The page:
Seattle Times tells 500 employees to take 5 days of unpaid furlough

Meanwhile, two other ways for the struggling company to raise cash, by selling Maine papers and Seattle real estate, are still hanging fire.
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Meanwhile, two other ways for the struggling company to raise cash, by selling Maine papers and Seattle real estate, are still hanging fire.

With a financial crunch rapidly approaching, the struggling Seattle Times Co. told some 500 management and non-union employees at its flagship Seattle Times newspaper today that they would each have to take a one-week unpaid furlough by the end of February to help the company raise as much as $1 million.

The mandatory furlough comes on top of three rounds of layoffs at the Times in the last 12 months, including a reduction of 150 jobs this month. The company is also seeking to raise cash by selling five acres of downtown real estate and its Blethen Maine newspaper chain. The Times Co. owes its lenders at least $91 million and is being pressed by a banking consortium led by Bank of New York Mellon to sell both the Maine papers and real estate in South Lake Union to pay down the debt.

'ꀜThere are very few areas remaining in which we can pursue necessary savings,'ꀝ Times senior vice president Alayne Fardella said in a memo to Times staffers. 'ꀜHowever, we must continue to take steps to offset our dire economic situation.'ꀝ

At a morning meeting with Seattle Times managers and non-union employees, Times officials told the group that the South Lake Union real estate sale has not been completed as anticipated. Separately, Richard Connor, who heads Maine Media Investment, which last month agreed to purchase the Blethen Maine chain, told Crosscut that his group is still lining up financial backers and may not be able to meet an end-of-the-year deadline set by the Times to complete the purchase.

The Times Co. had been hoping to save millions in taxes by offsetting a taxable gain from the real estate sale in Seattle with a loss from the Blethen Maine sale, according to people involved in the Maine negotiations. The Times Co. bought the Blethen Maine chain a decade ago with $230 million in borrowed cash and still owes a portion of that debt and additional cash it had to borrow last year to settle a legal dispute with the Hearst Co., owner of the Seattle Post-Intelligencer.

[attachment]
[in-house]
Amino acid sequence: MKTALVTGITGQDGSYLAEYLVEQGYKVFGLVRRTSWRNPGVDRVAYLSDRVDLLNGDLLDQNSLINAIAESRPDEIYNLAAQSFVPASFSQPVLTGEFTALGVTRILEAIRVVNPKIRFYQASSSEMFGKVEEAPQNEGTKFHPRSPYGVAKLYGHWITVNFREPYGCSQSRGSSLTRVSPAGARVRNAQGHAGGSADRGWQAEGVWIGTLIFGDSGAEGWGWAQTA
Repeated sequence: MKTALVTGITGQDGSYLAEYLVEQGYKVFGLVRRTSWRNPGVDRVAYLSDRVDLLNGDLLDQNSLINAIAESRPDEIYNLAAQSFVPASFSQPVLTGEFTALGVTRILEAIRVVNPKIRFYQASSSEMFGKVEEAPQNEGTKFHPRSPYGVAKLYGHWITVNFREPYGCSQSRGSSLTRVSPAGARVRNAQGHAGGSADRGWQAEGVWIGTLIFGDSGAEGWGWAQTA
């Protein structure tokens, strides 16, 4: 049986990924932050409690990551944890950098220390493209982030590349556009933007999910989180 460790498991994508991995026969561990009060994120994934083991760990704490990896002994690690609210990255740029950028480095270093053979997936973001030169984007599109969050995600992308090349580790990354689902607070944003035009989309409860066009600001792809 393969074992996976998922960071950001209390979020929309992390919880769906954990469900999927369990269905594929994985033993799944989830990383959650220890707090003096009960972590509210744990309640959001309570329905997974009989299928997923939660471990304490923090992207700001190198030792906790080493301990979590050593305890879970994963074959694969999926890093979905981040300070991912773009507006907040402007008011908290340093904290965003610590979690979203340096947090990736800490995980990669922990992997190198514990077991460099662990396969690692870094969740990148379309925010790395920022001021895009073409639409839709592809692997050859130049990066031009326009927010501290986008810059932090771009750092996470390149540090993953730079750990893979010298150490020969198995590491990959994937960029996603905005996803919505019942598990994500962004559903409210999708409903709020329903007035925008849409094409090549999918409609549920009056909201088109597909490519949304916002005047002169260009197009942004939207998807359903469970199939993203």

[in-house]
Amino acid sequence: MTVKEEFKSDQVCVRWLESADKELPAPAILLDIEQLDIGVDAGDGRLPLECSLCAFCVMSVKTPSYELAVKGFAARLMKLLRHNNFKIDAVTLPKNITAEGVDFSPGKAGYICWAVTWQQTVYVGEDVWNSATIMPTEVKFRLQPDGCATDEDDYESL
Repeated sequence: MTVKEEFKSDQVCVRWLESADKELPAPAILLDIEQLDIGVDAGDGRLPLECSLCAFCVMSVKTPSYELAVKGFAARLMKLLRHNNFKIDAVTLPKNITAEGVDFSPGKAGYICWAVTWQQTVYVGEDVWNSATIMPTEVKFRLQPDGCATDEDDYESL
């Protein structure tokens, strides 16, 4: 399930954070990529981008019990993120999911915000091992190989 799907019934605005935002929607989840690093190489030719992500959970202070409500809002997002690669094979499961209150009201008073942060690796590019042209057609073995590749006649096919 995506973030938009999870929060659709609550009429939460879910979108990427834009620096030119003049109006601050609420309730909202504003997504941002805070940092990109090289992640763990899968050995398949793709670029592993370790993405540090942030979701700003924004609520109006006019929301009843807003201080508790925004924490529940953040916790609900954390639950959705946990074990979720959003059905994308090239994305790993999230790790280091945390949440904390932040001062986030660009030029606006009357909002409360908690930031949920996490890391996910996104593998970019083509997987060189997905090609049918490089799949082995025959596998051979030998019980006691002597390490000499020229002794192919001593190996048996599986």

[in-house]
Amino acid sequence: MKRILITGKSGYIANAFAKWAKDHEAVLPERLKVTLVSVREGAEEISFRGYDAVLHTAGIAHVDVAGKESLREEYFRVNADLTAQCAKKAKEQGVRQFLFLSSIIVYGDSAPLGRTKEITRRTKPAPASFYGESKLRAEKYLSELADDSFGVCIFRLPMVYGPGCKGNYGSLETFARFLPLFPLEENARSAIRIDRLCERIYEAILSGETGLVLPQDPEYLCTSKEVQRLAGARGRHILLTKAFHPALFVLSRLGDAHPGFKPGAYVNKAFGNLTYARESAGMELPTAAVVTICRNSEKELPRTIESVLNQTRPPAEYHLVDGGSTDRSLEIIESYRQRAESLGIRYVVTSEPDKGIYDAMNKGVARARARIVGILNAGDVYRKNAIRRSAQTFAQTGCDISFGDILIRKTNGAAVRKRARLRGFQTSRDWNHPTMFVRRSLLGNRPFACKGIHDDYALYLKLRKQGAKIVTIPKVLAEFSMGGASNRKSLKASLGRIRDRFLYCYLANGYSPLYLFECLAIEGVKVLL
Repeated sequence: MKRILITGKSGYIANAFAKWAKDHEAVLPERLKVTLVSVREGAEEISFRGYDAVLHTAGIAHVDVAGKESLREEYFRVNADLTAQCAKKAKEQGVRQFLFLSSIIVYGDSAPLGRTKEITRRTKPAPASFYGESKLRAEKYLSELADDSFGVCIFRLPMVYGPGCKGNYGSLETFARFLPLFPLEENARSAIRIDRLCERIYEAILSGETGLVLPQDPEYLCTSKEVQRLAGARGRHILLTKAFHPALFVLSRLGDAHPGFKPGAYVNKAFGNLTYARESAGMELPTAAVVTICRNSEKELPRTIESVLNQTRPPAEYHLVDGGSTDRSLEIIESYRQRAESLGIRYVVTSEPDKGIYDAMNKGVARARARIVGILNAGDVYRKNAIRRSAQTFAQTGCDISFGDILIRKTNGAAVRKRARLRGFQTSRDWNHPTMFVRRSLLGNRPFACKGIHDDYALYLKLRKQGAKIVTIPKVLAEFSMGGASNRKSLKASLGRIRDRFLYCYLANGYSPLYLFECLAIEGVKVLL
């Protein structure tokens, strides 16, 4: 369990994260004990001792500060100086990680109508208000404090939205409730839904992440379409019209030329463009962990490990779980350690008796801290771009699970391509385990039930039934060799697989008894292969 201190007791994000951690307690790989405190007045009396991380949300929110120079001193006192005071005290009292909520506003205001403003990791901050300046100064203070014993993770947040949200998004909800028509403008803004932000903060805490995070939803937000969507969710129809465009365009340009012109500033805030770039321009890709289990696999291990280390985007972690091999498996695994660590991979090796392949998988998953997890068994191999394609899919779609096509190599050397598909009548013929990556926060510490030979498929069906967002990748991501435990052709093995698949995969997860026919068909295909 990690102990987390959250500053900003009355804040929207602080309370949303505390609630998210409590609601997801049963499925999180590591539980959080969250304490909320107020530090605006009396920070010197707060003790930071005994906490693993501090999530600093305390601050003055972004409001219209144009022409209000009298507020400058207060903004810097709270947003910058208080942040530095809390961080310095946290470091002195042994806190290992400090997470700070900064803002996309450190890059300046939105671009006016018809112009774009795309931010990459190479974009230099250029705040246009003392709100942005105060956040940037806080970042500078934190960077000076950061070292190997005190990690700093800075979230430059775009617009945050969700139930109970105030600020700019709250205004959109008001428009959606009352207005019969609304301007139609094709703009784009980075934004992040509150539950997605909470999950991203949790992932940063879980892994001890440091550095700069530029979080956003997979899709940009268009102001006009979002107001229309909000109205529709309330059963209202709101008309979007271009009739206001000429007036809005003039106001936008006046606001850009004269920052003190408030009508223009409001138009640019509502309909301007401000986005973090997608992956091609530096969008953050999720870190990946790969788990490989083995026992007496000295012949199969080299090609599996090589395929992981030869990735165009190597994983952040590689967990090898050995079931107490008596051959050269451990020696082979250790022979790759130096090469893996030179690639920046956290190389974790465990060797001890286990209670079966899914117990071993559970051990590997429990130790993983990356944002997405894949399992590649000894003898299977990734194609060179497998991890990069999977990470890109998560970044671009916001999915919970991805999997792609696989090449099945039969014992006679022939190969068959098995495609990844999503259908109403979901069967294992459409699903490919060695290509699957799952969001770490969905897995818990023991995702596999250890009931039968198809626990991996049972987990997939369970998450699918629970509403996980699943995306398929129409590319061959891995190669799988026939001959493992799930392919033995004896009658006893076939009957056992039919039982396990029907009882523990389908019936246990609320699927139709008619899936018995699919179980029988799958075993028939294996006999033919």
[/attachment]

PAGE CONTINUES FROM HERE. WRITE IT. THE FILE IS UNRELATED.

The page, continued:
But Connor, who is publisher of the Wilkes-Barre, Pa. Times Leader, said his group is still seeking backers for the Maine deal. So far, he said, Maine Media Investment has received informal commitments from two Maine banks to take on senior debt for the financing and is seeking backing from a third local bank and a private lender located outside the state. Connor said 'ꀜthe hill was made steeper'ꀝ by recent developments in the newspaper industry, including a bankruptcy filing this month by the Tribune Co., owner of the Los Angeles Times, Chicago Tribune and other large dailies, and news that The New York Times had borrowed against its recently completed New York headquarters to raise cash. 'ꀜThe credit markets are so unstable and volatile right now,'ꀝ he noted. 'ꀜWe still like our chances" of meeting the year-end deadline, Connor said, 'ꀜbut this thing is going to go right to the wire.'ꀝ

Connor'ꀙs investment group 'ꀜhas no plan B'ꀝ if it doesn'ꀙt meet the deadline, he said, but would continue to negotiate to purchase the chain from the Times Co. The group includes former Defense Secretary William Cohen, Robert Baldacci, brother of Maine Gov. John Baldacci and a local developer, and is supported by the Portland Newspaper Guild, which represents about 350 Blethen Maine employees. 'ꀜWe like the position we are in,'ꀝ Connor said.

Times Co. officials have warned they might have to shut down the Maine papers, which include the Portland Press Herald, the state'ꀙs largest paper, and dailies in Waterville and Augusta, if it cannot complete the sale. That could work to the Connor group'ꀙs advantage since a shutdown and sale of the Blethen Maine chain would allow the group to purchase the chain'ꀙs assets, sell its real estate, and re-open the papers without existing union contracts, which have three more years to run.

In her memo, Fardella told Seattle Times staffers the company is in 'ꀜa long and difficult fight for our survival.'ꀝ She said the Times had considered reducing pay and more layoffs but had chosen one-week unpaid furloughs as its best option to cut costs. Fardella said Times employees would be required to take the time off now because 'ꀜthe company needs to achieve the cost savings'ꀦin the first part of the year.'ꀝ Fardella said Times officials will be discussing additional cost-cutting measures with the company'ꀙs unions after Jan. 1.

A Times Co. spokeswoman was not immediately available for comment on the furloughs.


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